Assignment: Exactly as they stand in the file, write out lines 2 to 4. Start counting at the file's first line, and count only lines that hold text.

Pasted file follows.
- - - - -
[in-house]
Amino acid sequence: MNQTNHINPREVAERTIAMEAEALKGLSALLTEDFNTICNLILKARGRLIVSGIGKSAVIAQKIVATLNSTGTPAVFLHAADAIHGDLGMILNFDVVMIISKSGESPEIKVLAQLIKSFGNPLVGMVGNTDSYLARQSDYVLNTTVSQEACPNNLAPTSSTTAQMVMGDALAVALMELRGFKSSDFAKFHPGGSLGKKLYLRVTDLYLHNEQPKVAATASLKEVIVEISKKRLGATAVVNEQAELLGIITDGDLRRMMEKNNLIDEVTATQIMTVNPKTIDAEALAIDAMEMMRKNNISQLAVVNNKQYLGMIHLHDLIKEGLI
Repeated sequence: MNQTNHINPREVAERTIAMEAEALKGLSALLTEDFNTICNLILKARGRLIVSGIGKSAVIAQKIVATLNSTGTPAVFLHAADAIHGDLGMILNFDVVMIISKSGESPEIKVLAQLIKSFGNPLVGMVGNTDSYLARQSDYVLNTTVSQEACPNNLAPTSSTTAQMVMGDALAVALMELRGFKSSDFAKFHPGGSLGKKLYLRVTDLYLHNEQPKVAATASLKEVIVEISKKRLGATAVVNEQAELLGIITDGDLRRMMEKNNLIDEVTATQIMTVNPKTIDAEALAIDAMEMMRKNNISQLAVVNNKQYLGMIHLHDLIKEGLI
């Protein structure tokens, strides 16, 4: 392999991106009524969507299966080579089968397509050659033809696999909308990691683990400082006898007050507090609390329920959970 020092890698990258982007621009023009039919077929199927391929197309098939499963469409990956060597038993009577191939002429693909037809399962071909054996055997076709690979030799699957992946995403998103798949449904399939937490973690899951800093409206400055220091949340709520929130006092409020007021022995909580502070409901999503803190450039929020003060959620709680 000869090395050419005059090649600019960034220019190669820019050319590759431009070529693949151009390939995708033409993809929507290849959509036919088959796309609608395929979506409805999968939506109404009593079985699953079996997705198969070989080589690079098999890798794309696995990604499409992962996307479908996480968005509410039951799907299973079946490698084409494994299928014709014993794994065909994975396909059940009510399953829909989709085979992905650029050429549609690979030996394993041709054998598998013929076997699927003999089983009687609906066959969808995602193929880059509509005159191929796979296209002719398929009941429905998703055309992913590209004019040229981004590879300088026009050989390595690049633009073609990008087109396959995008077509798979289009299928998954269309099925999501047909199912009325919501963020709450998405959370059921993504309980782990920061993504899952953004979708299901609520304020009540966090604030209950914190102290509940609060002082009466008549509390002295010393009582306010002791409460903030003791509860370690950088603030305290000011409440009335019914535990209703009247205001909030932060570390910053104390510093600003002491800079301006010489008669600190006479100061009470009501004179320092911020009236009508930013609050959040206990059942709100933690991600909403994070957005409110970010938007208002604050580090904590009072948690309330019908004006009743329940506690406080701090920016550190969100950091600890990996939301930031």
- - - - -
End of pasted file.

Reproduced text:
Amino acid sequence: MNQTNHINPREVAERTIAMEAEALKGLSALLTEDFNTICNLILKARGRLIVSGIGKSAVIAQKIVATLNSTGTPAVFLHAADAIHGDLGMILNFDVVMIISKSGESPEIKVLAQLIKSFGNPLVGMVGNTDSYLARQSDYVLNTTVSQEACPNNLAPTSSTTAQMVMGDALAVALMELRGFKSSDFAKFHPGGSLGKKLYLRVTDLYLHNEQPKVAATASLKEVIVEISKKRLGATAVVNEQAELLGIITDGDLRRMMEKNNLIDEVTATQIMTVNPKTIDAEALAIDAMEMMRKNNISQLAVVNNKQYLGMIHLHDLIKEGLI
Repeated sequence: MNQTNHINPREVAERTIAMEAEALKGLSALLTEDFNTICNLILKARGRLIVSGIGKSAVIAQKIVATLNSTGTPAVFLHAADAIHGDLGMILNFDVVMIISKSGESPEIKVLAQLIKSFGNPLVGMVGNTDSYLARQSDYVLNTTVSQEACPNNLAPTSSTTAQMVMGDALAVALMELRGFKSSDFAKFHPGGSLGKKLYLRVTDLYLHNEQPKVAATASLKEVIVEISKKRLGATAVVNEQAELLGIITDGDLRRMMEKNNLIDEVTATQIMTVNPKTIDAEALAIDAMEMMRKNNISQLAVVNNKQYLGMIHLHDLIKEGLI
């Protein structure tokens, strides 16, 4: 392999991106009524969507299966080579089968397509050659033809696999909308990691683990400082006898007050507090609390329920959970 020092890698990258982007621009023009039919077929199927391929197309098939499963469409990956060597038993009577191939002429693909037809399962071909054996055997076709690979030799699957992946995403998103798949449904399939937490973690899951800093409206400055220091949340709520929130006092409020007021022995909580502070409901999503803190450039929020003060959620709680 000869090395050419005059090649600019960034220019190669820019050319590759431009070529693949151009390939995708033409993809929507290849959509036919088959796309609608395929979506409805999968939506109404009593079985699953079996997705198969070989080589690079098999890798794309696995990604499409992962996307479908996480968005509410039951799907299973079946490698084409494994299928014709014993794994065909994975396909059940009510399953829909989709085979992905650029050429549609690979030996394993041709054998598998013929076997699927003999089983009687609906066959969808995602193929880059509509005159191929796979296209002719398929009941429905998703055309992913590209004019040229981004590879300088026009050989390595690049633009073609990008087109396959995008077509798979289009299928998954269309099925999501047909199912009325919501963020709450998405959370059921993504309980782990920061993504899952953004979708299901609520304020009540966090604030209950914190102290509940609060002082009466008549509390002295010393009582306010002791409460903030003791509860370690950088603030305290000011409440009335019914535990209703009247205001909030932060570390910053104390510093600003002491800079301006010489008669600190006479100061009470009501004179320092911020009236009508930013609050959040206990059942709100933690991600909403994070957005409110970010938007208002604050580090904590009072948690309330019908004006009743329940506690406080701090920016550190969100950091600890990996939301930031």